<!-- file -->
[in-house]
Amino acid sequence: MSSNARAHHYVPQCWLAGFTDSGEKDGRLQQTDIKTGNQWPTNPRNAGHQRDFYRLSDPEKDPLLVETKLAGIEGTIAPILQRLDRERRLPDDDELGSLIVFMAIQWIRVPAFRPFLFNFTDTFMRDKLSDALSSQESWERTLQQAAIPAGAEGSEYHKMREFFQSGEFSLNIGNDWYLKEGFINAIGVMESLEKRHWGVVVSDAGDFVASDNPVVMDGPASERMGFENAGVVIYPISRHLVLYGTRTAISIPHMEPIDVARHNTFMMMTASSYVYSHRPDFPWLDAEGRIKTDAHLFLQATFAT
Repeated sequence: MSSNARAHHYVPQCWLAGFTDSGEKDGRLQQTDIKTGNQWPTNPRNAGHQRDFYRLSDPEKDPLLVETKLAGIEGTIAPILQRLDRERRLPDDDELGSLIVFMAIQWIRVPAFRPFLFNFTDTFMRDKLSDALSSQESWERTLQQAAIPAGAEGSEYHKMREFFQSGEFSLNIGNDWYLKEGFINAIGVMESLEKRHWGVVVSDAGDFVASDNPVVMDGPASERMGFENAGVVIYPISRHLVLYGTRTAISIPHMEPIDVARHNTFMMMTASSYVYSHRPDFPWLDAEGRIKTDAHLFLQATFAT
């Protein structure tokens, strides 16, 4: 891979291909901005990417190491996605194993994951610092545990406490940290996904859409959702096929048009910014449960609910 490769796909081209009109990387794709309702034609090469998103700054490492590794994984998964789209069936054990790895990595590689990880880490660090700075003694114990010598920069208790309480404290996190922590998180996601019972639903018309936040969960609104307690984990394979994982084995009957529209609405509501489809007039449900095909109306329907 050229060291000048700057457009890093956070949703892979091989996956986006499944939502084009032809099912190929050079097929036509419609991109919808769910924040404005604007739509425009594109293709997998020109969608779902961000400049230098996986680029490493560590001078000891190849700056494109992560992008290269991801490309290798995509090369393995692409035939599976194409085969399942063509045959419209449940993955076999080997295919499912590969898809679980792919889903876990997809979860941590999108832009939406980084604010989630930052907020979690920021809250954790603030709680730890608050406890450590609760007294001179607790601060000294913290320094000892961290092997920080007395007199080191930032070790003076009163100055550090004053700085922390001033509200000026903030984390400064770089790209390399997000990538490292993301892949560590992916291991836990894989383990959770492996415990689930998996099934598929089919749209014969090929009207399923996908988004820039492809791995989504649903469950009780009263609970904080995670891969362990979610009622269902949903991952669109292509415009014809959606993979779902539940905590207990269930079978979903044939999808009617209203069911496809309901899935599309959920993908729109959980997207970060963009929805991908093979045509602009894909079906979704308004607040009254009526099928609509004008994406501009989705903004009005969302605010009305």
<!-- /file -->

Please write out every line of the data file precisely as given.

[in-house]
Amino acid sequence: MSSNARAHHYVPQCWLAGFTDSGEKDGRLQQTDIKTGNQWPTNPRNAGHQRDFYRLSDPEKDPLLVETKLAGIEGTIAPILQRLDRERRLPDDDELGSLIVFMAIQWIRVPAFRPFLFNFTDTFMRDKLSDALSSQESWERTLQQAAIPAGAEGSEYHKMREFFQSGEFSLNIGNDWYLKEGFINAIGVMESLEKRHWGVVVSDAGDFVASDNPVVMDGPASERMGFENAGVVIYPISRHLVLYGTRTAISIPHMEPIDVARHNTFMMMTASSYVYSHRPDFPWLDAEGRIKTDAHLFLQATFAT
Repeated sequence: MSSNARAHHYVPQCWLAGFTDSGEKDGRLQQTDIKTGNQWPTNPRNAGHQRDFYRLSDPEKDPLLVETKLAGIEGTIAPILQRLDRERRLPDDDELGSLIVFMAIQWIRVPAFRPFLFNFTDTFMRDKLSDALSSQESWERTLQQAAIPAGAEGSEYHKMREFFQSGEFSLNIGNDWYLKEGFINAIGVMESLEKRHWGVVVSDAGDFVASDNPVVMDGPASERMGFENAGVVIYPISRHLVLYGTRTAISIPHMEPIDVARHNTFMMMTASSYVYSHRPDFPWLDAEGRIKTDAHLFLQATFAT
């Protein structure tokens, strides 16, 4: 891979291909901005990417190491996605194993994951610092545990406490940290996904859409959702096929048009910014449960609910 490769796909081209009109990387794709309702034609090469998103700054490492590794994984998964789209069936054990790895990595590689990880880490660090700075003694114990010598920069208790309480404290996190922590998180996601019972639903018309936040969960609104307690984990394979994982084995009957529209609405509501489809007039449900095909109306329907 050229060291000048700057457009890093956070949703892979091989996956986006499944939502084009032809099912190929050079097929036509419609991109919808769910924040404005604007739509425009594109293709997998020109969608779902961000400049230098996986680029490493560590001078000891190849700056494109992560992008290269991801490309290798995509090369393995692409035939599976194409085969399942063509045959419209449940993955076999080997295919499912590969898809679980792919889903876990997809979860941590999108832009939406980084604010989630930052907020979690920021809250954790603030709680730890608050406890450590609760007294001179607790601060000294913290320094000892961290092997920080007395007199080191930032070790003076009163100055550090004053700085922390001033509200000026903030984390400064770089790209390399997000990538490292993301892949560590992916291991836990894989383990959770492996415990689930998996099934598929089919749209014969090929009207399923996908988004820039492809791995989504649903469950009780009263609970904080995670891969362990979610009622269902949903991952669109292509415009014809959606993979779902539940905590207990269930079978979903044939999808009617209203069911496809309901899935599309959920993908729109959980997207970060963009929805991908093979045509602009894909079906979704308004607040009254009526099928609509004008994406501009989705903004009005969302605010009305």